Over a period of around 400 years, the monks built a remarkable monastery at Maulbronn, which became a distinguishing feature of the surrounding landscape. Today, this former Cistercian abbey, which is situated between Heidelberg and Stuttgart, is not only the most complete and best-preserved monastic complex north of the Alps, it is also a particularly fine example of medieval architecture and, since 1993, a UNESCO World Heritage site.
Particularly impressive is the extent to which the original buildings, and the picture they provide of cloistered life, have been maintained. This a place where you can get a detailed insight into the life and work of the Cistercian order from the 12th to the 16th century. The monastery courtyard is still surrounded by its towers, imposing living quarters and outbuildings and a defensive wall approximately one kilometre long. The cloister, refectory and the beautiful portico from around 1220, known as Paradise, have been largely preserved in their original condition. Maulbronn's construction began in 1147 when, according to legend, a mule discovered a natural spring at the site where the fountain now stands. The triple-naved basilica, the oldest part of the complex, was consecrated in 1178. In the separate monks chancel, the 92 seats of the 15th century choir stalls mark the perimeter of the monastery at that time. The facilities needed to service a monastery of this size can be seen in the grounds with their adjoining agricultural fields and ingenious water-management system which, along with the medieval cloister buildings, have also been preserved intact. During the Reformation, the monastery was closed and the buildings used as a Protestant school. Today it houses a school for classical languages whose past pupils include the astronomer Johannes Kepler, the poet Friedrich Hölderlin and the author Hermann Hesse. Tip for your visit: the three most beautiful medieval monasteries in the northern Black Forest – Maulbronn, Hirsau and Alpirsbach – can be explored as part of a 'monastery route'.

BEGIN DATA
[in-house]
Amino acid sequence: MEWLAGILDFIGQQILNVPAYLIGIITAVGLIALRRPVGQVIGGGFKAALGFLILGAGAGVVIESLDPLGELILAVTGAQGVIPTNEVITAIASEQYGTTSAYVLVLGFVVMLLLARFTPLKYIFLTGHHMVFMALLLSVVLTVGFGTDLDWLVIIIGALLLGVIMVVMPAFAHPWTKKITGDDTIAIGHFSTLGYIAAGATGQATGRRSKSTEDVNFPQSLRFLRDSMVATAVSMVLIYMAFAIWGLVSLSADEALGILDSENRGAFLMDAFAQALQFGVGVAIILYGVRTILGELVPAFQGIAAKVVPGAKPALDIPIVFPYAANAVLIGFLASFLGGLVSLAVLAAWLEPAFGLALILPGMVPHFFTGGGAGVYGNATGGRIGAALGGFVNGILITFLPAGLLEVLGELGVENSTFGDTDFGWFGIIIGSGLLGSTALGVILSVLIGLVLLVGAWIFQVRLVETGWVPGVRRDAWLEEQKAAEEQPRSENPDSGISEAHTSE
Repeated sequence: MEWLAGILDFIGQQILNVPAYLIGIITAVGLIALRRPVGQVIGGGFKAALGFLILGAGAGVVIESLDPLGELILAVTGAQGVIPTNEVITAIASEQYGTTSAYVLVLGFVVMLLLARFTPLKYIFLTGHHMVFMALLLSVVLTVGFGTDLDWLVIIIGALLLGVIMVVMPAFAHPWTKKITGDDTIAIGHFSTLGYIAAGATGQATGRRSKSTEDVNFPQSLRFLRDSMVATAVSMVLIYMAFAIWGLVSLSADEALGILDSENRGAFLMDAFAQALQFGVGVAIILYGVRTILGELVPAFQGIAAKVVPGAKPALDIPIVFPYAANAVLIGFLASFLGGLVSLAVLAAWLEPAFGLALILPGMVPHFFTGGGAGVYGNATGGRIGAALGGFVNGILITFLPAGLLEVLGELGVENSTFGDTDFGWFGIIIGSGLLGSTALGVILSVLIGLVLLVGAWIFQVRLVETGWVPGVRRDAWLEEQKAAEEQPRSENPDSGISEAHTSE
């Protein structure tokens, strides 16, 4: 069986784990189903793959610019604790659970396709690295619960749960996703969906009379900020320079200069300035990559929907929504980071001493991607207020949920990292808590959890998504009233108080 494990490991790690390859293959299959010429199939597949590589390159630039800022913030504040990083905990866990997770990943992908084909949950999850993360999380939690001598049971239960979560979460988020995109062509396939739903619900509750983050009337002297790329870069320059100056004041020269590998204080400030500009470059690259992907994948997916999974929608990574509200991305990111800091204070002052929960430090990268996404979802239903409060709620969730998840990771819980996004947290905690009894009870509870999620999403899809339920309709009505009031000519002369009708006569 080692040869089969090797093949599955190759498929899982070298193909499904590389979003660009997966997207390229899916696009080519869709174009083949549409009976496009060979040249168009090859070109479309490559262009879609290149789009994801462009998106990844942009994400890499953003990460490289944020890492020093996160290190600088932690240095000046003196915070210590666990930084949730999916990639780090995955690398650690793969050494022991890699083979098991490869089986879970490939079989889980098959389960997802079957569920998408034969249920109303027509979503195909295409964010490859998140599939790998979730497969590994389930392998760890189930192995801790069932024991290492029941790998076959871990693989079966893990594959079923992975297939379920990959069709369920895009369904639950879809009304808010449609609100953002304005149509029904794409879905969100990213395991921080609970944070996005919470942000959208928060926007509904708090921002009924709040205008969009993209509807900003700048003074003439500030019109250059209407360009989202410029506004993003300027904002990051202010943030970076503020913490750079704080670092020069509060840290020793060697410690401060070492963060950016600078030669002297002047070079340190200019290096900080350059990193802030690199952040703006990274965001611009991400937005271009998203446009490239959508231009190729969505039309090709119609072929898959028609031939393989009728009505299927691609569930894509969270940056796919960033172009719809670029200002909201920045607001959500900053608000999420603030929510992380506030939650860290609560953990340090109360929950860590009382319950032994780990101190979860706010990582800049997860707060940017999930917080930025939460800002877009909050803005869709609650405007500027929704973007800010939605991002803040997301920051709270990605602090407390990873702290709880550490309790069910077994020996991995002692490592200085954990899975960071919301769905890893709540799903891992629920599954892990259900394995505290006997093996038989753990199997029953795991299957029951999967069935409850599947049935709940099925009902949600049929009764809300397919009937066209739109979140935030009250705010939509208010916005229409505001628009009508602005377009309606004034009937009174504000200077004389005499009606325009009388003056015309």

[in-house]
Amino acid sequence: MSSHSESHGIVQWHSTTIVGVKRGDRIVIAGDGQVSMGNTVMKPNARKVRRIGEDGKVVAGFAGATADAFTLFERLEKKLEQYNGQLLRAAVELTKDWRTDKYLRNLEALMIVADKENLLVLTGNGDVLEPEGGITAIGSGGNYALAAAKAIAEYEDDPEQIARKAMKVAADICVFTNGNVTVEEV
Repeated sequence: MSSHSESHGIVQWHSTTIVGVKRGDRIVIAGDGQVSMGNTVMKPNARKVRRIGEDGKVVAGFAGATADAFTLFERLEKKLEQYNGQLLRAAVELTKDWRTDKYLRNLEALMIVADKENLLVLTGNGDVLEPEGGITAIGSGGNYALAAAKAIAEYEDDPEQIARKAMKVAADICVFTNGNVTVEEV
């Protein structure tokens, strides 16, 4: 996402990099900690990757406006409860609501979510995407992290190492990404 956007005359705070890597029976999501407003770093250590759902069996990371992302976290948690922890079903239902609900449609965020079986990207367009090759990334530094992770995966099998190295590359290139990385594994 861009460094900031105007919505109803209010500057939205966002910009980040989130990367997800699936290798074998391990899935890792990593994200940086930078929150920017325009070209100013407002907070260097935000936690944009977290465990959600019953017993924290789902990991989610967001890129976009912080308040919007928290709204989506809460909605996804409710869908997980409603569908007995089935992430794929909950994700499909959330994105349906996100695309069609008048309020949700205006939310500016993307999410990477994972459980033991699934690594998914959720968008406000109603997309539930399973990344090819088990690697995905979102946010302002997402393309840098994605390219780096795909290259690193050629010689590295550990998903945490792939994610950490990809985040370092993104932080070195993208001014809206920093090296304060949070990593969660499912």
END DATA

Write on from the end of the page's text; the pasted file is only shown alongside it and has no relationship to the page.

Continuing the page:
March to October: 9am to 5.30pm daily; last admission: 4.45pm
November to February: Tuesday to Sunday 9.30am to 5pm; last admission: 4.15pm
#contentName# is part of the '#routeName#' UNESCO route. Other stops on the route are:
UNESCO World Heritage sites:
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